On the eve of Reform Day in the Capitol, Manhattan District Attorney Cyrus R. Vance, Jr., State Senator Eric Schneiderman and Assembly Member Micah Kellner today announced the introduction of the Public Corruption Prevention and Enforcement Act (S.7707), legislation to both prosecute and prevent public corruption in New York State. The wide-ranging legislation closes loopholes in current state law that prevent the prosecution of corrupt schemes, adds tougher rules for member items, implements stronger campaign finance and financial disclosure measures, and fixes a perceived loophole in the Election Law.
“New York has seen too many examples of public corruption in recent years,” said District Attorney Vance. “We have seen dishonesty at all levels of government, from lower-level public employees to the highest ranks of our government. This legislation will enable local prosecutors to regain their traditional role in rooting out and prosecuting public corruption, and bring honor back to public service.”
“Self-dealing politicians have betrayed the public trust. Given the regularity of scandals, investigations and convictions of elected officials in this state, it is no wonder that the public believes there is one set of rules for the powerful and another for everyone else,” said Senator Eric T. Schneiderman, the lead sponsor of the bill. “We must demand nothing less than the highest level of integrity from our elected leaders. This legislation is exactly the fix we need to combat the corrosiveness of corruption and cynicism so that government can function as a tool to improve people’s lives and strengthen our communities.”
“This legislation will put a stop to the seemingly never-ending tide of graft and corruption scandals that flood out of Albany—scandals that reinforce New Yorkers’ perception that all lawmakers are crooks and clowns,” said Assembly Member Micah Kellner, the lead Assembly sponsor. “As long as lawmakers abandon their responsibility to enrich the lives of their constituents in favor of their own wallets, we deserve this reputation. This isn’t the Boss Tweed era, it’s 2010, and our laws should soundly punish those who abuse the public trust.”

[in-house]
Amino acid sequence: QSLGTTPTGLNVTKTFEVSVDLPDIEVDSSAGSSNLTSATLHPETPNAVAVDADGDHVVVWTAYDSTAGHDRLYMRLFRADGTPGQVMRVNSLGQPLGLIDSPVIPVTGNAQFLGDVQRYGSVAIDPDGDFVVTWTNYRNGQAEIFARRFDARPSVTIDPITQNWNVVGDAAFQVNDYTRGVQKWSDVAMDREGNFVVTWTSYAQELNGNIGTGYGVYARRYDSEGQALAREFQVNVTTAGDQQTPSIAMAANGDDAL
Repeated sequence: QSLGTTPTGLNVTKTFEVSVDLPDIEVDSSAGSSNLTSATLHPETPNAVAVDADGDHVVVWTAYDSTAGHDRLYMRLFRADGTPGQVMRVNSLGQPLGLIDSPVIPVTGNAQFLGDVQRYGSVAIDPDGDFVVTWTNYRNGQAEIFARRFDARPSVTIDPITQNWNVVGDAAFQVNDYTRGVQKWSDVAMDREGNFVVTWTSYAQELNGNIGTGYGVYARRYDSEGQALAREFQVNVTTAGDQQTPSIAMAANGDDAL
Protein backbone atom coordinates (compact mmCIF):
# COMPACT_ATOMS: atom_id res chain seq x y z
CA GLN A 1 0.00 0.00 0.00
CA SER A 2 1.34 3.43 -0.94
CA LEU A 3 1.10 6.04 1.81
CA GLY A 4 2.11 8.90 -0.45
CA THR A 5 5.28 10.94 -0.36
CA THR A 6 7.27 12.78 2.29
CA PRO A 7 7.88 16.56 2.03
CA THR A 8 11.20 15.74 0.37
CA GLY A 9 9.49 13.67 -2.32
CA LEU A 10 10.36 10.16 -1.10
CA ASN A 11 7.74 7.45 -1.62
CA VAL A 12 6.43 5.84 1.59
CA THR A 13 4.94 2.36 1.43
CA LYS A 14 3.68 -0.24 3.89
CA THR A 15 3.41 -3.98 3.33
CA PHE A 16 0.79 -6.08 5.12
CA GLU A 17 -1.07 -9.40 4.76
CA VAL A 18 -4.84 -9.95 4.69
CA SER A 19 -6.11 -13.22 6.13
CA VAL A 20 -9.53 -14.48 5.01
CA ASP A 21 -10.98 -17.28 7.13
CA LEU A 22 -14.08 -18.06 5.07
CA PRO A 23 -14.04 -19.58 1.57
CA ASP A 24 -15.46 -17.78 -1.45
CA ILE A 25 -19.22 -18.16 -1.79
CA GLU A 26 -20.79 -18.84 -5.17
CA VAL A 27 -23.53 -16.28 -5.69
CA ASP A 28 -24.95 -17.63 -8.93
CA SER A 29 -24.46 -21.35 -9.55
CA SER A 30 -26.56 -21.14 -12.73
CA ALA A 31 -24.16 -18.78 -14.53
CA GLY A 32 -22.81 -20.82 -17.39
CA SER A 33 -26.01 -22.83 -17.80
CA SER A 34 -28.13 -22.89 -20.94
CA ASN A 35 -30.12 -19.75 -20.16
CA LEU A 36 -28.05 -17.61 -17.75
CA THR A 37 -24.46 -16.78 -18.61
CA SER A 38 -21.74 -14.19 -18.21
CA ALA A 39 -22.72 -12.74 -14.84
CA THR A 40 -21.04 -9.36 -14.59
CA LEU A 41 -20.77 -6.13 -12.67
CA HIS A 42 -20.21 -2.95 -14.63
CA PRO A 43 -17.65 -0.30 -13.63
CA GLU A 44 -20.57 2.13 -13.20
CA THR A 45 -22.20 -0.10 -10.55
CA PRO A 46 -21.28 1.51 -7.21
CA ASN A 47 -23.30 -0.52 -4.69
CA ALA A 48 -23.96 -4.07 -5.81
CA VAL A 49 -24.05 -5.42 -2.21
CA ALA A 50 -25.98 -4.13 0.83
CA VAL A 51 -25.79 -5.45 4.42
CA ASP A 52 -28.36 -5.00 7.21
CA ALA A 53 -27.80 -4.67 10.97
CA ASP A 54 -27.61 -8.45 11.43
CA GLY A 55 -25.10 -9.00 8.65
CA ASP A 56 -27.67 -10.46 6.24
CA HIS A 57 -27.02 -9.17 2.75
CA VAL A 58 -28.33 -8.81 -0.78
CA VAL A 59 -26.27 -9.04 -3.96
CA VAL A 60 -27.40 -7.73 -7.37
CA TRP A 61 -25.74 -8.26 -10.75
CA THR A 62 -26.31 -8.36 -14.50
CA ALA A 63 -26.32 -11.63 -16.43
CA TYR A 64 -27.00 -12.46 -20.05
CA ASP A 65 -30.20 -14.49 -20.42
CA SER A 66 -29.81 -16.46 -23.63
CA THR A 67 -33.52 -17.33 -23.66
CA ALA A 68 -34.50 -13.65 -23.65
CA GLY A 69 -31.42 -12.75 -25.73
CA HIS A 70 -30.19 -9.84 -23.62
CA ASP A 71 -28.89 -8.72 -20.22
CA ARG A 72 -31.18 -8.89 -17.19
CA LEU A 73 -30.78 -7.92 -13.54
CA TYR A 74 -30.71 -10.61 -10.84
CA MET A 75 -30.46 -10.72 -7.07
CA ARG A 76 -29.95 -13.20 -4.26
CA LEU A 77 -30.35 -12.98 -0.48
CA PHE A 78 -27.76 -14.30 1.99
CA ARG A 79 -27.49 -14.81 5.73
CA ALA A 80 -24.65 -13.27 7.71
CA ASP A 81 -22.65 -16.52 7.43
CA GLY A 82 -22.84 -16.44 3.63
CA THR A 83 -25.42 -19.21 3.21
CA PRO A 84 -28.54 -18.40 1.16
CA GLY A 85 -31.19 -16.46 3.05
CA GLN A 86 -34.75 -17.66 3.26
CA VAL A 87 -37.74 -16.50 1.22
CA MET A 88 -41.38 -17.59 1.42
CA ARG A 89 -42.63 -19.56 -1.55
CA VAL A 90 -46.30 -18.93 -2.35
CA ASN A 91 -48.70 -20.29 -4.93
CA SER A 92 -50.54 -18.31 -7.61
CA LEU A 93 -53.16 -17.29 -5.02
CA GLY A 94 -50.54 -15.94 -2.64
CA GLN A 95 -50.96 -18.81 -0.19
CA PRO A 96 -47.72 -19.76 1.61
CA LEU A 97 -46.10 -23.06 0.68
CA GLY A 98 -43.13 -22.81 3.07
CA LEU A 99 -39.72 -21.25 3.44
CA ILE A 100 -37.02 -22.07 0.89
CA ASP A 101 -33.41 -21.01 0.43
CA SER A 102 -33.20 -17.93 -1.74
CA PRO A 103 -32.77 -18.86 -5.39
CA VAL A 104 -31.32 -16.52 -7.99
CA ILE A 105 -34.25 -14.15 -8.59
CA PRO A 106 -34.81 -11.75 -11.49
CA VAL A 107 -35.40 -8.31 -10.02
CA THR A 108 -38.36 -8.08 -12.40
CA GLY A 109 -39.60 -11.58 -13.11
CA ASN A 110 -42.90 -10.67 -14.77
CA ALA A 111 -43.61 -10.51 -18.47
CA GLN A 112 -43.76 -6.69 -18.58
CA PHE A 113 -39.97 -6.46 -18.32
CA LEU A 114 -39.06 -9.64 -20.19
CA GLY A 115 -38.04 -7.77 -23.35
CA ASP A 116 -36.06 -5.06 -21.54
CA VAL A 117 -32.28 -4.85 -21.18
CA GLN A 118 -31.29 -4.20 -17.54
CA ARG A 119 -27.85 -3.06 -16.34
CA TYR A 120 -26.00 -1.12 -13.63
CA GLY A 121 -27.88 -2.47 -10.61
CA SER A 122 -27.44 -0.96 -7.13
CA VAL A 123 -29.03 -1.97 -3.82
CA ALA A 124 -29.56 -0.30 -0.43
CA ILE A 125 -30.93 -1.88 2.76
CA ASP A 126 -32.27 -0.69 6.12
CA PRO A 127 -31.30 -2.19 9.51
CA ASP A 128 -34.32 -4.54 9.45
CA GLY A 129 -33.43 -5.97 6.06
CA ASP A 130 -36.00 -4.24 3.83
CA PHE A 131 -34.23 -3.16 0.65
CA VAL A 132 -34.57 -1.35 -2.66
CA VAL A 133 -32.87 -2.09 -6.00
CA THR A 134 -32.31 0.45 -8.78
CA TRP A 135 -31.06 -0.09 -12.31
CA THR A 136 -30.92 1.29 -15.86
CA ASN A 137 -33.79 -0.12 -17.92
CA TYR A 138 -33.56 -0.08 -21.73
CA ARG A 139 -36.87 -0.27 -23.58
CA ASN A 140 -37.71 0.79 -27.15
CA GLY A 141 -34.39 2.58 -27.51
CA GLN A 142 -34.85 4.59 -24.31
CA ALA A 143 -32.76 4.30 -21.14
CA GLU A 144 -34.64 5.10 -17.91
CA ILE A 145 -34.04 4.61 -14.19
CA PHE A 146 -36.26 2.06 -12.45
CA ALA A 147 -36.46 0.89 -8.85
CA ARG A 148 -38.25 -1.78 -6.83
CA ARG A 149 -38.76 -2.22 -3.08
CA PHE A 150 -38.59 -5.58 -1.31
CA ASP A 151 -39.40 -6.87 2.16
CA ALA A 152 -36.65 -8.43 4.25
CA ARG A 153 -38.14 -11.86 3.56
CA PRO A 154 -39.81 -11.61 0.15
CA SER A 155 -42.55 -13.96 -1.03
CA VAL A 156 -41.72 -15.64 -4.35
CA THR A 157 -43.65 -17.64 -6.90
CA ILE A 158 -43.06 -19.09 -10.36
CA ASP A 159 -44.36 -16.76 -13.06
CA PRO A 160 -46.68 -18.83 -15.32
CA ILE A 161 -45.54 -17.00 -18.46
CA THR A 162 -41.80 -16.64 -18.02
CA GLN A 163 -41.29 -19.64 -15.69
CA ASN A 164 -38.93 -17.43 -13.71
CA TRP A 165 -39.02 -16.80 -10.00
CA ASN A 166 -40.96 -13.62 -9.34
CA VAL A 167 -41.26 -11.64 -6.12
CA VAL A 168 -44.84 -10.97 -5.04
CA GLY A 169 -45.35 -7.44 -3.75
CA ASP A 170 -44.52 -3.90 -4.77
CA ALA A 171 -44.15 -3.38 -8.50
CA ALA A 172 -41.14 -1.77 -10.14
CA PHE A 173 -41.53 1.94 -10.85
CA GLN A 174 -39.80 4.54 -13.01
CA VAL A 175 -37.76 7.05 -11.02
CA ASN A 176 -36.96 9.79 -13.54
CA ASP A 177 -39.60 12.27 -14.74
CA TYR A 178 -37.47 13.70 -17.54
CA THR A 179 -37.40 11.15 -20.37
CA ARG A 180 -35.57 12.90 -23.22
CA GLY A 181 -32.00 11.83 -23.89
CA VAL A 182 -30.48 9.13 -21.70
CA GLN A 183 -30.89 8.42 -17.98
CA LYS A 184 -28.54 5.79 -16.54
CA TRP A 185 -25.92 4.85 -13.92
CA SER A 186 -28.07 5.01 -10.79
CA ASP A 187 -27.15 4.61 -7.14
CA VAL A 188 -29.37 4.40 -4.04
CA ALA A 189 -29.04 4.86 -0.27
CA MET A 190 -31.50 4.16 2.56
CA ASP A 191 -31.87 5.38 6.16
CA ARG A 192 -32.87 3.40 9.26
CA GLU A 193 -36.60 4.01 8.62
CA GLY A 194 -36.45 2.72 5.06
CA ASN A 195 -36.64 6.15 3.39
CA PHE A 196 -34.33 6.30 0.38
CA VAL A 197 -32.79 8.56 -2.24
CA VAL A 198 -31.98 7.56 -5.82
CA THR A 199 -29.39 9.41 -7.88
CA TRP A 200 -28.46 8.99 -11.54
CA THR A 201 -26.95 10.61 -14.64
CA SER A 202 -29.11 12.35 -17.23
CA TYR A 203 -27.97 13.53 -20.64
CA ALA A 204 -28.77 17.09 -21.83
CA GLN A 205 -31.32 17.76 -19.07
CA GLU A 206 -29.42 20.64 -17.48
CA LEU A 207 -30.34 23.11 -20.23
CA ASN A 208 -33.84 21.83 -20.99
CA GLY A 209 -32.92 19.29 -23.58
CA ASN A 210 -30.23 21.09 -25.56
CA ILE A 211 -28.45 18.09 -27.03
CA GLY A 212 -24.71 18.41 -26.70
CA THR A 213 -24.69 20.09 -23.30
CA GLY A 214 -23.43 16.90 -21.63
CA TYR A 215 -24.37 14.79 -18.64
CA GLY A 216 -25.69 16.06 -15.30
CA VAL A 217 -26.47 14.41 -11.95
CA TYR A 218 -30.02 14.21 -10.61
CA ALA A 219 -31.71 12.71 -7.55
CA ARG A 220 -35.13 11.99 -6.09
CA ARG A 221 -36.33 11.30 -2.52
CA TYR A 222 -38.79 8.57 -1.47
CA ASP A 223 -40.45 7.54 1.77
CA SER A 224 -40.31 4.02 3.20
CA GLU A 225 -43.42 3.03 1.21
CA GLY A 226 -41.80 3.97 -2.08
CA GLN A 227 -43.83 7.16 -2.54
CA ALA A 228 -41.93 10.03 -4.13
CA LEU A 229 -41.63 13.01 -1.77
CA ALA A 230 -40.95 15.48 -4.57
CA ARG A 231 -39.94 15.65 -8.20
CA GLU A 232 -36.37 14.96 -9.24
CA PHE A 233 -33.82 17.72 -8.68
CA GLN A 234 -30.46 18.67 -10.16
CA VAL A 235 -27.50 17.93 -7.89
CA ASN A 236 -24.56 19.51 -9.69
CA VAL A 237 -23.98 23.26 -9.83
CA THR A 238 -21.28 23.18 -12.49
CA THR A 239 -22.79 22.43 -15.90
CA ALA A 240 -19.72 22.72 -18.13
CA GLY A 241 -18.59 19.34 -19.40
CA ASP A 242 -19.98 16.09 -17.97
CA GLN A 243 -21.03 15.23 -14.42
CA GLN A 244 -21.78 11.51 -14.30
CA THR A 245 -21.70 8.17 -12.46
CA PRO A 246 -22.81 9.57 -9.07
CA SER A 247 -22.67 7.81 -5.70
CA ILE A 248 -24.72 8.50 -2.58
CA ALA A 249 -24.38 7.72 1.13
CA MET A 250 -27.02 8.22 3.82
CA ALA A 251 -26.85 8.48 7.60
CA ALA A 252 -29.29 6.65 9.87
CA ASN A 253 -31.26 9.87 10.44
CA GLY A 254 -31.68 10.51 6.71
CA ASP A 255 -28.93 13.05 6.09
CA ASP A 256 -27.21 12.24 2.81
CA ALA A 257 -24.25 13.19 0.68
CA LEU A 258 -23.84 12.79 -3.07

The Public Corruption Prevention and Enforcement Act would take action in several areas. The bill:
Enacts Duty of Faithful Public Service: Public servants hold a public trust and have a duty to act in a way that is faithful to the best interests of the state or municipality, and to their constituents. This bill creates a defined duty for public servants to do their jobs free of corrupt arrangements, in both the Penal Law and the Public Officers Law. The duty applies to public servants at all levels of government within the state, elected officials, employees and appointees.
Punishes Corrupt Schemes to Defraud the Government: The bill expands the existing crime of defrauding the government by creating the crimes of scheme to defraud the government in the First and Second Degrees. Currently, the law is limited to schemes to defraud government agencies of property, services or resources. This bill would include corrupt schemes involving public servants and others who seek to corrupt the operation of government in any way. Violation is punishable as either a class D or E felony, depending on the nature of the offense.
Reforms Criminal Bribery Statutes: The bill amends bribery statutes involving public servants in the Penal Law to ensure that bribery offers are punished as seriously as completed bribes. The bill amends bribery in the First, Second and Third Degrees to make public bribery statutes consistent with commercial bribery, sports bribery, and labor bribery statutes in the Penal Law.